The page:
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Michelangelo Signorile
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    (December 19, 1960- )
    Born in Brooklyn, New York
    Journalist/gay rights activist
    Chaired the media committee of ACT UP
    Founded the magazine 'OutWeek' (1989)
    Columnist and features writer for 'The Advocate' and 'Out'
    Hosts 'The Michelangelo Signorile Show' on Sirius XM Radio
    Wrote the books 'Queer in America' (1993) and 'It's Not Over' (2015)
    He started at a public relations firm planting items in gossip columns, noting 'We would pair up gay stars, a gay man and a lesbian, in fake relationships and give them to celebrity gossip columnists who themselves were closeted. We were all closeted people perpetuating the closet for other closeted people.'
    He briefly became a gossip columnist himself.
    He was arrested after disrupting a religious service by yelling at Cardinal Joseph Ratzinger, 'He is no man of God! He is the devil!' (1988)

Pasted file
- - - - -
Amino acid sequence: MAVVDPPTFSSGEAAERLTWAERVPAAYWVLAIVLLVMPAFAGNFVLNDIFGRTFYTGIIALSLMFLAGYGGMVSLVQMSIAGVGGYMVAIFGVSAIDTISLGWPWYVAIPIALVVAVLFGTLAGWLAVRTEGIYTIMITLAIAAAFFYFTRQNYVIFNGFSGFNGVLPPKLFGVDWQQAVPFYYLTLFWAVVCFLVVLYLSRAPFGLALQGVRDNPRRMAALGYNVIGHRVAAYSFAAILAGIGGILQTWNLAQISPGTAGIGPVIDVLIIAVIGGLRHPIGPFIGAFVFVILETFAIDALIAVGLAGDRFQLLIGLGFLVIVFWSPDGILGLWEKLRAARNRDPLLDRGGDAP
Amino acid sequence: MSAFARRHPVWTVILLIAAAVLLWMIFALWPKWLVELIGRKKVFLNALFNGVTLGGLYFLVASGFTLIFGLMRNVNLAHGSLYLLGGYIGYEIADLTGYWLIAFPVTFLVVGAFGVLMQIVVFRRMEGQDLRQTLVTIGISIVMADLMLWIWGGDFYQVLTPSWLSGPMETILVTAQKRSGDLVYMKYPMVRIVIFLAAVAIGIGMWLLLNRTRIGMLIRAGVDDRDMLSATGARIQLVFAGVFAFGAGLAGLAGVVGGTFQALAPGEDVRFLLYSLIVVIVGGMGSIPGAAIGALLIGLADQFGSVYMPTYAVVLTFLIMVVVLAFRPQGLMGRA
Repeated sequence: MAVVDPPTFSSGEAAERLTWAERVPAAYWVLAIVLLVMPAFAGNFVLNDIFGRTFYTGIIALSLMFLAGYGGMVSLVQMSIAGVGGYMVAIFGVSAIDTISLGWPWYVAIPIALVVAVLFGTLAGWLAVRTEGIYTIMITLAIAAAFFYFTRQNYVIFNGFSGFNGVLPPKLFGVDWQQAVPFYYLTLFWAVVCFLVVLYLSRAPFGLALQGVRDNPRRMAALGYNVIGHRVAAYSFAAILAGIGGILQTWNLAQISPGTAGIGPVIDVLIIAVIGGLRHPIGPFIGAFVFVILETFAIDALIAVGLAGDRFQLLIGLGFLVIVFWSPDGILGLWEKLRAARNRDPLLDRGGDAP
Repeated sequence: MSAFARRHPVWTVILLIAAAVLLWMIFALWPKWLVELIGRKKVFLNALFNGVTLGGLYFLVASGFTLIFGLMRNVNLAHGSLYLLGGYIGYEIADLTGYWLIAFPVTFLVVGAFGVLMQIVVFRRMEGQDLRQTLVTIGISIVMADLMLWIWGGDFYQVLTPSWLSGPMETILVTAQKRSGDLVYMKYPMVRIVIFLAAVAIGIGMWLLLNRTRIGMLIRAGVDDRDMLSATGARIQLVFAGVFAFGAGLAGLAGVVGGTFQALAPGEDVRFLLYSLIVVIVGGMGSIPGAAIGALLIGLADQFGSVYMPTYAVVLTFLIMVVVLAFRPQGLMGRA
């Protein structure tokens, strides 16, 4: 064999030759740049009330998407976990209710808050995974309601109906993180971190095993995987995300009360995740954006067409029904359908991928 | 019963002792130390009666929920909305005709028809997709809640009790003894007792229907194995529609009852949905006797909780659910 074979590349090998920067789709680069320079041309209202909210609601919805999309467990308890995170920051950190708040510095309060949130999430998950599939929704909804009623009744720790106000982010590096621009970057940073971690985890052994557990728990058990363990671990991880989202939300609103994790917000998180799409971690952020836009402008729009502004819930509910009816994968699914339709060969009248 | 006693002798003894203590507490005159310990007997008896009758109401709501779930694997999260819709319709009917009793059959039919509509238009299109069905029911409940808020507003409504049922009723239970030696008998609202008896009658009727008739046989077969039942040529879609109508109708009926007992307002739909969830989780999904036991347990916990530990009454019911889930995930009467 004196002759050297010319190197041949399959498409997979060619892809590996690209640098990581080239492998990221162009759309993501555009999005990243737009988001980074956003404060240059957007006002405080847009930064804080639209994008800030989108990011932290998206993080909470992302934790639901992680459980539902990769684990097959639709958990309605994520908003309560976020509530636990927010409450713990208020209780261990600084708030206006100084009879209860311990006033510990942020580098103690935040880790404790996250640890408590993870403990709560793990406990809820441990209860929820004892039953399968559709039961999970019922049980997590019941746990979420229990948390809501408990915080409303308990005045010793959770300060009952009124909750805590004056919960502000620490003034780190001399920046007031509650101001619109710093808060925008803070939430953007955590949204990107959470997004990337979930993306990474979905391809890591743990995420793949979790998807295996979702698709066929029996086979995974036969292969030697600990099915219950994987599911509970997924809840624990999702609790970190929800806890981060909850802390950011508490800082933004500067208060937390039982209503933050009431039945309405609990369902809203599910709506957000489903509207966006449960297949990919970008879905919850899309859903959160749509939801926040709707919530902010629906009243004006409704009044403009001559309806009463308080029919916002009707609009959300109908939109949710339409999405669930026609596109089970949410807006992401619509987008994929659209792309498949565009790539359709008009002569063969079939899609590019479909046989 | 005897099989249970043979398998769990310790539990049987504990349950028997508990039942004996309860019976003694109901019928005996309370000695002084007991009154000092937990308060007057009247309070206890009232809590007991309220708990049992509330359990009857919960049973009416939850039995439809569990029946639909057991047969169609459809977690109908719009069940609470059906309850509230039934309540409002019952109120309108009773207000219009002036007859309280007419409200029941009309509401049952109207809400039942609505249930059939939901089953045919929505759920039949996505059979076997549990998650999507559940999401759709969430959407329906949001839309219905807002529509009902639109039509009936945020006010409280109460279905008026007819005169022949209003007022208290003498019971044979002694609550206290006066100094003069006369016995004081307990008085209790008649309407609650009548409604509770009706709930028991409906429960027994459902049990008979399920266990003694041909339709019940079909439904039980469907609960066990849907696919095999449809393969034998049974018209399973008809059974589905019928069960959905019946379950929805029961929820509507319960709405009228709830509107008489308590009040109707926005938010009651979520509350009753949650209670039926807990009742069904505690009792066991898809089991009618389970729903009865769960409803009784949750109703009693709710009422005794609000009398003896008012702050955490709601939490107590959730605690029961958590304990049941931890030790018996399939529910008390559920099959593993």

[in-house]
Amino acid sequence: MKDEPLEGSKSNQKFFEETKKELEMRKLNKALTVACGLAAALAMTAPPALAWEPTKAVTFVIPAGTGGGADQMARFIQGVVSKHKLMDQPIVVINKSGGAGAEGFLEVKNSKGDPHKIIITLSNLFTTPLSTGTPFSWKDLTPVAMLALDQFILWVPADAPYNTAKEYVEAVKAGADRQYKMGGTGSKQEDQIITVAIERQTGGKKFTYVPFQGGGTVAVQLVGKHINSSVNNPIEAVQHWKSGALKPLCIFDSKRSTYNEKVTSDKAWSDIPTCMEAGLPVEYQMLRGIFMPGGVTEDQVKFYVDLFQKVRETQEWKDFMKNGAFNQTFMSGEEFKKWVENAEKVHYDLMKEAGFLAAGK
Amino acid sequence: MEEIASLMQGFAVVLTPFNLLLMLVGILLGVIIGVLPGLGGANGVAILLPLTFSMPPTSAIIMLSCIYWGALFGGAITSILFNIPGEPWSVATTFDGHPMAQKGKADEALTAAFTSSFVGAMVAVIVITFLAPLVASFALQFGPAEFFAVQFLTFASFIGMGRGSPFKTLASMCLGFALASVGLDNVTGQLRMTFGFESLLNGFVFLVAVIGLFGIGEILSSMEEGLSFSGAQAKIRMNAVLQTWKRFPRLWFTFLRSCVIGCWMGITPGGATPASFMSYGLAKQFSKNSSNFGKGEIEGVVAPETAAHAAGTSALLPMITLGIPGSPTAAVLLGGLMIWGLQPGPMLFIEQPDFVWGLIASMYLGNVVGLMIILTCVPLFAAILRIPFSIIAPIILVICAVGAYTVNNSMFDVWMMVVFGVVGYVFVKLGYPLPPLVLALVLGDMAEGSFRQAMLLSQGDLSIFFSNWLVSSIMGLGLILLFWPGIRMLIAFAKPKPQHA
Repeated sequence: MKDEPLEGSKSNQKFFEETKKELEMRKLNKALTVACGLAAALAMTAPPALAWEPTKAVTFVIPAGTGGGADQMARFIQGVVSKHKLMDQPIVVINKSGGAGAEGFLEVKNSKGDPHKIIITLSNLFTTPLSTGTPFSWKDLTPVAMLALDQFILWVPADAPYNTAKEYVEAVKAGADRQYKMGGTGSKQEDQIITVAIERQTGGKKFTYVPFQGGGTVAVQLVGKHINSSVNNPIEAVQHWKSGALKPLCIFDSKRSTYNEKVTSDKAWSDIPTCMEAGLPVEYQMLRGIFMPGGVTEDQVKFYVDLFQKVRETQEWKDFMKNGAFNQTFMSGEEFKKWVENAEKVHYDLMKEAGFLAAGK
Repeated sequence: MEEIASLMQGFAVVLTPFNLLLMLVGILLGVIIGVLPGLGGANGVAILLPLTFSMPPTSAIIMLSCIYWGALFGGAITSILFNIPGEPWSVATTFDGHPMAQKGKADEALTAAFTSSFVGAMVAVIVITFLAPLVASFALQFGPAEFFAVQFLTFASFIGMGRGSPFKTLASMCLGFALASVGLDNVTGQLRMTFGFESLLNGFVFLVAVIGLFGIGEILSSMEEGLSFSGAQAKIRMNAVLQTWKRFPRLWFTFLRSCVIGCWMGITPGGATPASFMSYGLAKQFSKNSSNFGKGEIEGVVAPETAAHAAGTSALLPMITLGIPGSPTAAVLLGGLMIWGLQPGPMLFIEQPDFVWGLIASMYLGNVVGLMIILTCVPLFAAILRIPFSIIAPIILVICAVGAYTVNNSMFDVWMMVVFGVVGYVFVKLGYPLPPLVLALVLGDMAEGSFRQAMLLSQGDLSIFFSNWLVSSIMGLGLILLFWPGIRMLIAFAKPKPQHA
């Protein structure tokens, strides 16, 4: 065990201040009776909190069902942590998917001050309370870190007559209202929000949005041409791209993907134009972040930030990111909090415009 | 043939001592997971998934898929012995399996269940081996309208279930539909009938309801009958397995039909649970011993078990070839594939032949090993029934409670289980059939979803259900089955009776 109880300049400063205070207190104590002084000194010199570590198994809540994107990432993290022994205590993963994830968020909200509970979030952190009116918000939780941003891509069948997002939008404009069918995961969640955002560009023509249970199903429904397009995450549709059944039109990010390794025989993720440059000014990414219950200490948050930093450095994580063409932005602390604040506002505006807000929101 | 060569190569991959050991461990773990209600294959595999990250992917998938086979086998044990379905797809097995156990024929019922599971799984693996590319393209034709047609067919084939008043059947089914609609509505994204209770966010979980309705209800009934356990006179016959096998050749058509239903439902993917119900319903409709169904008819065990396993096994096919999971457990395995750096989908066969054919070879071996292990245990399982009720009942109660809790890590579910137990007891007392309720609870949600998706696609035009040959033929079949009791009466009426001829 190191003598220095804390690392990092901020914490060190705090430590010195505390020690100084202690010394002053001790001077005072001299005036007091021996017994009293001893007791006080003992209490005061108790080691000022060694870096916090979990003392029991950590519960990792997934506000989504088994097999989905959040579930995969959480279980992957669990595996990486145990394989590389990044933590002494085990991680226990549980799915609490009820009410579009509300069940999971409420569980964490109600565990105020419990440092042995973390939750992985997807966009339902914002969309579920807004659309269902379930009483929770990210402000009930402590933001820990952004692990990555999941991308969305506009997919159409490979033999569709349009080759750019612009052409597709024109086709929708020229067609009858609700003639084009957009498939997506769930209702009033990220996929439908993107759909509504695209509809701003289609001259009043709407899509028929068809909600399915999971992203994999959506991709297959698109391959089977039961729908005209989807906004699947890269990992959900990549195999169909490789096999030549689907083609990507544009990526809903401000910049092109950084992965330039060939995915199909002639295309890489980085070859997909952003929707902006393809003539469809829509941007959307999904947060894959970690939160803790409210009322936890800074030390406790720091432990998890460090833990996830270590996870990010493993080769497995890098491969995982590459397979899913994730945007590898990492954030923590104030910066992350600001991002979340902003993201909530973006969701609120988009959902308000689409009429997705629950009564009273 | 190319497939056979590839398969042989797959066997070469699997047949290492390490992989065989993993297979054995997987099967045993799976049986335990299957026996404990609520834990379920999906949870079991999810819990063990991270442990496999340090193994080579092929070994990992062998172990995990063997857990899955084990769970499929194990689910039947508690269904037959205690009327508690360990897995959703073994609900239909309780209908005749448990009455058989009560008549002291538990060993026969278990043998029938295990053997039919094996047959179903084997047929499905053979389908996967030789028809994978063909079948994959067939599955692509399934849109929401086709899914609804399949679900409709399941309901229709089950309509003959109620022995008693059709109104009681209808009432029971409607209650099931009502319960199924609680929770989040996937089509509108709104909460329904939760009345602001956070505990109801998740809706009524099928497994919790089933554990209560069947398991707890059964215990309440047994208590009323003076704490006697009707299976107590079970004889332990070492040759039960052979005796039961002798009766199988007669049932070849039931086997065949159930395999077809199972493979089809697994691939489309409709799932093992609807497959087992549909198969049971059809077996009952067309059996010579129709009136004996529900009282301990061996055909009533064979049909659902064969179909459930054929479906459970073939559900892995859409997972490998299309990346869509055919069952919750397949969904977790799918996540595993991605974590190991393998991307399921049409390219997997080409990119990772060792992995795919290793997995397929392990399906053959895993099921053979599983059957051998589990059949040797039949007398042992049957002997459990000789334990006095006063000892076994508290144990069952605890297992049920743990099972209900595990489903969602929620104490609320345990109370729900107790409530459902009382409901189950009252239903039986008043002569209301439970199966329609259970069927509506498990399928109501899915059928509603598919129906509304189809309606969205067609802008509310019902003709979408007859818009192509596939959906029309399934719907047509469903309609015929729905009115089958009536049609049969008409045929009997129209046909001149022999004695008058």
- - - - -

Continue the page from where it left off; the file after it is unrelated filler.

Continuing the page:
He became (in)famous for outing celebrities, including media mogul David Geffen, gossip columnist Liz Smith and (posthumously) billionaire publisher Malcolm Forbes.
    He admitted to continuing to have unsafe sex after the risk of AIDS had been widely publicized.
    He left 'Out' magazine after an argument in which he threw a glass of water in the new editor's face (1998).
    When a gay man called into his radio show and admitted to voting for Mitt Romney, he replied 'It would have been much easier to go to the store and buy some arsenic... than waiting for the slow, painful death Mitt Romney will bring.' (2012)
    He said he became politicized when friends started dying from AIDS.
    Rosie O'Donnell called him a 'moron' after he outed her.
    He drew media attention to the ban on gays in the military by revealing that Assistant Secretary of Defense Pete Williams, who as Pentagon spokesman was a public defender of the policy, was gay (1991).
    FAIR noted, 'Outing proved to be one of the few ways to get the media to take notice of the discrimination gay people struggle against every day.'
    In his story 'Out at the New York Times,' reporters and editors went on record for the first time about years of homophobic reporting at the paper (1994).
    He apologized for the 'arsenic' comment, saying 'I can see that my statement was not just jarring but offensive -- certainly in the current climate of gay teen suicides.'

Credit: C. Fishel

    For 2019, as of last week, Out of 76 Votes: 53.95% Annoying
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    In 2017, Out of 8 Votes: 50.0% Annoying
    In 2016, Out of 6 Votes: 100% Annoying
    In 2015, Out of 15 Votes: 60.0% Annoying
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